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Grocery Store Smarts

     I didn’t understand it at all.  Everything on the conveyor belt at the grocery store checkout had been there hundreds of times before.  I hadn’t bought anything different than normal.  No change in eating habits.  No super sizing, buying expensive brands, or splurging on snacks.

And yet, my monthly budget for groceries was expanding little by little.  I was frustrated with myself and knew that I needed to take some serious action.  We may hear about it all the time, but the reality is that rising food prices at the grocery store may need to start impacting what we buy and how much.  I couldn’t shop the same way and expect to spend the same amount now that everything cost more money.

It was time to get smart about grocery shopping.  Here are some basic tips that have helped me trim the budget back down.  You may be doing all this already.  If so, great job!  If you’re looking for some fresh ideas, I hope this helps, but remember that this isn’t always easy.  Getting grocery store smarts sometimes takes effort and discipline.

  1. Pray before shopping.  For a minute or two before I enter the store for my weekly round of shopping, you’ll find me in my car praying.  I ask God every week to help me be wise about what I spend, help me be disciplined, help me remember what I need to buy, help me find good deals and be a good steward of the money He’s given us.
  2. Make a plan.  Meal and grocery list management tools abound.  If you want to get complicated with charts and rotations and monthly meal planning, you certainly can.

    Me?  I like to keep it simple. I use a plain-old spiral notebook to keep track of my grocery list.  As soon as I come home from the store, I start a new list on a fresh page (of things I forgot!!!).

    On the right side of the shopping list, I list the days for the upcoming week and the meals I want to make each day.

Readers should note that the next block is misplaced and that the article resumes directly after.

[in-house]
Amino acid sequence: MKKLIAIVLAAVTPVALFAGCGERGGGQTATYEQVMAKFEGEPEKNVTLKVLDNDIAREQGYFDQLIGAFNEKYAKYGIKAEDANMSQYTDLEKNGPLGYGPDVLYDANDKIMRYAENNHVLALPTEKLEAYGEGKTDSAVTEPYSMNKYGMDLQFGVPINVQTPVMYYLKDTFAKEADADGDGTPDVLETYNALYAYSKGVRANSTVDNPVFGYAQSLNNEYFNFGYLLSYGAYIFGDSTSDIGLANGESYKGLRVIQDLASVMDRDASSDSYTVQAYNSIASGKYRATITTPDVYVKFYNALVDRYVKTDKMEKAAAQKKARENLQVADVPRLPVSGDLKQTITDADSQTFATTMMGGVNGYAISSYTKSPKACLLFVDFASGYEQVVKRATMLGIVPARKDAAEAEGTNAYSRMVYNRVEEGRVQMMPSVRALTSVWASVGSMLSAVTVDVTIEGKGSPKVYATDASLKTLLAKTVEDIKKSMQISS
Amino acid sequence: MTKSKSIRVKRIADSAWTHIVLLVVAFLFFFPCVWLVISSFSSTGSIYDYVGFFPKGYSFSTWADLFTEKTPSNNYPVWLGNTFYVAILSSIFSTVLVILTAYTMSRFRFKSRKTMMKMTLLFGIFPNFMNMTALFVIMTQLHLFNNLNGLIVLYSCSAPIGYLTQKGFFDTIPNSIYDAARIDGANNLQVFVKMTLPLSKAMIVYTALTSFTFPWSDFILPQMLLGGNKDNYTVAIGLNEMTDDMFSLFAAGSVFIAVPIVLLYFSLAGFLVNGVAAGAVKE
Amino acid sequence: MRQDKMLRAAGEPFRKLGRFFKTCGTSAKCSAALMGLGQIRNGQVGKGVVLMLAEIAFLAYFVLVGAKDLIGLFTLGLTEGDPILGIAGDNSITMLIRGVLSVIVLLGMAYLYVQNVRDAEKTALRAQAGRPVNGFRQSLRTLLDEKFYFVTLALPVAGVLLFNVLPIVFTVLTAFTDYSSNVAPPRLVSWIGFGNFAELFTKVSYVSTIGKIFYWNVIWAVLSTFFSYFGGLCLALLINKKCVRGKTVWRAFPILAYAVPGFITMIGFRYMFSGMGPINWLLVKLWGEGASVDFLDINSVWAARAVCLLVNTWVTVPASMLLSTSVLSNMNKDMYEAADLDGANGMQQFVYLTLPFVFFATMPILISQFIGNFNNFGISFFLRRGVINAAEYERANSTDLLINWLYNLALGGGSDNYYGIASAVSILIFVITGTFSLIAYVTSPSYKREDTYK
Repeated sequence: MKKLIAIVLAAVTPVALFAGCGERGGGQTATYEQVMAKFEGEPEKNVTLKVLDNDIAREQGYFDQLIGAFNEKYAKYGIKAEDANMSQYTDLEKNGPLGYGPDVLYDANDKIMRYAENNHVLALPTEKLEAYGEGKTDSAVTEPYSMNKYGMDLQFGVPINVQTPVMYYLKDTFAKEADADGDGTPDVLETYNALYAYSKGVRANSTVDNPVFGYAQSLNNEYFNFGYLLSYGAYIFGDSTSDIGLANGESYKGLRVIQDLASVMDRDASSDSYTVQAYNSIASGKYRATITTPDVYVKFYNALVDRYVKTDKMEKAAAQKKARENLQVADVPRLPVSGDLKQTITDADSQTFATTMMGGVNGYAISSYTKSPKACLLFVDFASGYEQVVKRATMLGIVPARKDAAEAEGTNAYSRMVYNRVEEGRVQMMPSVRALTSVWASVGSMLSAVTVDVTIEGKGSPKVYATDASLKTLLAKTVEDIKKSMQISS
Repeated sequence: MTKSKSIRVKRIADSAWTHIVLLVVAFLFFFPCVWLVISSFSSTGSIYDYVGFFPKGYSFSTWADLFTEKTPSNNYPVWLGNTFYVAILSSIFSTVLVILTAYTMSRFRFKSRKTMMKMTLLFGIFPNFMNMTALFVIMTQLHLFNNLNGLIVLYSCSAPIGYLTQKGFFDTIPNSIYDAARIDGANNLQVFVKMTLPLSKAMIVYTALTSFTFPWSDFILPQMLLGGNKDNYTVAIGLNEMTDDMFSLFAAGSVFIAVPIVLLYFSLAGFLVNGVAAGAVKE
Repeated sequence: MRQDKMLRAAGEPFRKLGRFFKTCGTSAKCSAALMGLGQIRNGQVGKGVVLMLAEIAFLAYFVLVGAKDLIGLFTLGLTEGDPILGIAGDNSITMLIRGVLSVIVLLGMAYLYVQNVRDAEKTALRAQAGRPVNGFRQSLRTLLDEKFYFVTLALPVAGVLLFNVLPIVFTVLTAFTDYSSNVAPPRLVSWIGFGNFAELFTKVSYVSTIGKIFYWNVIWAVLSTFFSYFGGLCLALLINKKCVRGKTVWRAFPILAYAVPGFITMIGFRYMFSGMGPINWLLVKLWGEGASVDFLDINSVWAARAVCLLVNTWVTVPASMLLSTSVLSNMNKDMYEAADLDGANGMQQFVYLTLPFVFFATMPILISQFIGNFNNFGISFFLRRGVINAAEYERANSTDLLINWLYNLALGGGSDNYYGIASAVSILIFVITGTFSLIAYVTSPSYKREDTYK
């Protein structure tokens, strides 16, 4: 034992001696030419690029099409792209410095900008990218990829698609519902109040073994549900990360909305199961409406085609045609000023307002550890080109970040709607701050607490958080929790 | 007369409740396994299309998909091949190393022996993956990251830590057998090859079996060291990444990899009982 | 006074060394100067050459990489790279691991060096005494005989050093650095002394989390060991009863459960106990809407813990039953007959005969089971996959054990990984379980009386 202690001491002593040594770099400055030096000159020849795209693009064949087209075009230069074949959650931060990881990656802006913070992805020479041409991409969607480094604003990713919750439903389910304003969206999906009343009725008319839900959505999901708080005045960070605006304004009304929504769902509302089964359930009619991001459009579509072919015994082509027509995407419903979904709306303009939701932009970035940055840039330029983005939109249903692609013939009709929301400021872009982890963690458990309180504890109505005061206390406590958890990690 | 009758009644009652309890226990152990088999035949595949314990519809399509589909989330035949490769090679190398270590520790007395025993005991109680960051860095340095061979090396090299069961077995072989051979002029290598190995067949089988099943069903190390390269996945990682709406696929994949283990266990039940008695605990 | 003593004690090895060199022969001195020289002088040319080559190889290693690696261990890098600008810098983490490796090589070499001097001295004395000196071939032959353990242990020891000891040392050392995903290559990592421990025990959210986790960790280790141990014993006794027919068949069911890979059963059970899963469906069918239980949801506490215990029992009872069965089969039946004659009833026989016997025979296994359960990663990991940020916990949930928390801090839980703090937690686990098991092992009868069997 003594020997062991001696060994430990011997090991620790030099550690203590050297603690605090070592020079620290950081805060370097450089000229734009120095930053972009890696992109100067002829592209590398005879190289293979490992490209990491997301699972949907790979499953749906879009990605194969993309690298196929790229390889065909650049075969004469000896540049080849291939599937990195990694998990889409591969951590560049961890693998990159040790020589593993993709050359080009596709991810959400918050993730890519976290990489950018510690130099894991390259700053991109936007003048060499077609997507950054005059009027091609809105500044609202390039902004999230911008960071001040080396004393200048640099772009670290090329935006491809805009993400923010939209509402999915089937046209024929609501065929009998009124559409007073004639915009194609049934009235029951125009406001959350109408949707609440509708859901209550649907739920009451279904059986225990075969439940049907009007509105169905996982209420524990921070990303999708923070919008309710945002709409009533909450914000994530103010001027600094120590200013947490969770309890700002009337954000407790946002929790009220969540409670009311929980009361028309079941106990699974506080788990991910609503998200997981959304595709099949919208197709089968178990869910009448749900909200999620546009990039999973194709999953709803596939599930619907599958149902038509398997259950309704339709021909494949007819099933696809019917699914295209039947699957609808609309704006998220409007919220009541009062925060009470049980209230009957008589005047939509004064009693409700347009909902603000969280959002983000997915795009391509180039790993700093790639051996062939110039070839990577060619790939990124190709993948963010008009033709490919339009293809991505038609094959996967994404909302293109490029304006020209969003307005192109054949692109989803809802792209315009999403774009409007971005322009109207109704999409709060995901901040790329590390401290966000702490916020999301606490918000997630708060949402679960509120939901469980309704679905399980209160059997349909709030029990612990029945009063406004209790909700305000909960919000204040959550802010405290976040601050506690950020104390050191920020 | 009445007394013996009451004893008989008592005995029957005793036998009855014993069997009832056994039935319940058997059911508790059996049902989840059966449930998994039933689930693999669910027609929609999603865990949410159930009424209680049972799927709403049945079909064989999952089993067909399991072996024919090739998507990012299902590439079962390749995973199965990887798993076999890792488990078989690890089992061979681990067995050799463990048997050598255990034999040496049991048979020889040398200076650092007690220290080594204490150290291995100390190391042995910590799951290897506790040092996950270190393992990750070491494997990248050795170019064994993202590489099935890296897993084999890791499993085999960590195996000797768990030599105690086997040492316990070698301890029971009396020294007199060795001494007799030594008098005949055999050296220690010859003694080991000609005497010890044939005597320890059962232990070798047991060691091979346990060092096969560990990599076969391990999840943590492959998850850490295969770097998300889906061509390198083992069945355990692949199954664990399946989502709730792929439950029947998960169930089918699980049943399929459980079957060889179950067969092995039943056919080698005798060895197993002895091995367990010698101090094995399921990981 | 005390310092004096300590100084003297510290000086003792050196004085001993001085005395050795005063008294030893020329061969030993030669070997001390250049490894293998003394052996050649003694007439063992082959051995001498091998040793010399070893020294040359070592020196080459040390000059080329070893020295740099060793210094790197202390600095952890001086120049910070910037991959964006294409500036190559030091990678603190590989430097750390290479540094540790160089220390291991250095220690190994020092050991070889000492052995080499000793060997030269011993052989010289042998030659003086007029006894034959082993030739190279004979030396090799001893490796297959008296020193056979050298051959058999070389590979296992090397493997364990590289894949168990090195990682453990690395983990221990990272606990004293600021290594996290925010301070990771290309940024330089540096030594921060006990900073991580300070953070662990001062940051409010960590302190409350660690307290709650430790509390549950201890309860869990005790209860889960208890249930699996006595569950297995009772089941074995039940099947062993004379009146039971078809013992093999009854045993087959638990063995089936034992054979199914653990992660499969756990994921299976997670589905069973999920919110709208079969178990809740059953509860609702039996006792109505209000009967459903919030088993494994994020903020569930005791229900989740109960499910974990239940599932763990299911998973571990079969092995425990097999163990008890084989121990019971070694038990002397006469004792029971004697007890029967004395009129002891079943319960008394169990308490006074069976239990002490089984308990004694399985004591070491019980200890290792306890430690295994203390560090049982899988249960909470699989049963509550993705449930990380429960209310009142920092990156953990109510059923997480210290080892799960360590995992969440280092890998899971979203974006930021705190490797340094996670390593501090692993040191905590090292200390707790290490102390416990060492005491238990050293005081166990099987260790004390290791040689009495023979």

I think of nights we’ll be out at after-school activities, meals at church, get-togethers with friends, days I’ll be too busy or stressed to make a big dinner, etc.  I was proud to go a year without calling the pizza guy for a delivery and rushing out to the fast food joints isn’t in my vocabulary. 

    I double-check the ingredients for the meals I plan to make, print off newer recipes if I think I’ll forget something and scan the pantry and fridge for what I already have on hand.
  3. Fine tune the list.  I spend more money when I see more things that I “need” or “could use.”  So, when I can (and it doesn’t happen all the time), I make sure my shopping list is organized according to the way I usually walk through the store.  Personal care items first, then cat food and cat litter, baby supplies, dairy, etc.  It makes shopping faster and avoids meandering the aisles of the local Wal-Mart or grocery store chain.
  4. Match up the coupons. One of my most relaxing Sunday afternoon activities is clipping coupons from the Sunday paper.

    I’m not an extreme couponer.  I don’t have the time, energy or storage space for that.  Nor do I shop at three different stores each week trying to save a dollar or two (gas costs money, too, right? )  But, I absolutely clip coupons for the items I’m already going to buy, which saves me about $40 a month on groceries.   These are simply coupons from the paper or ones I’ve printed from couponmom.com.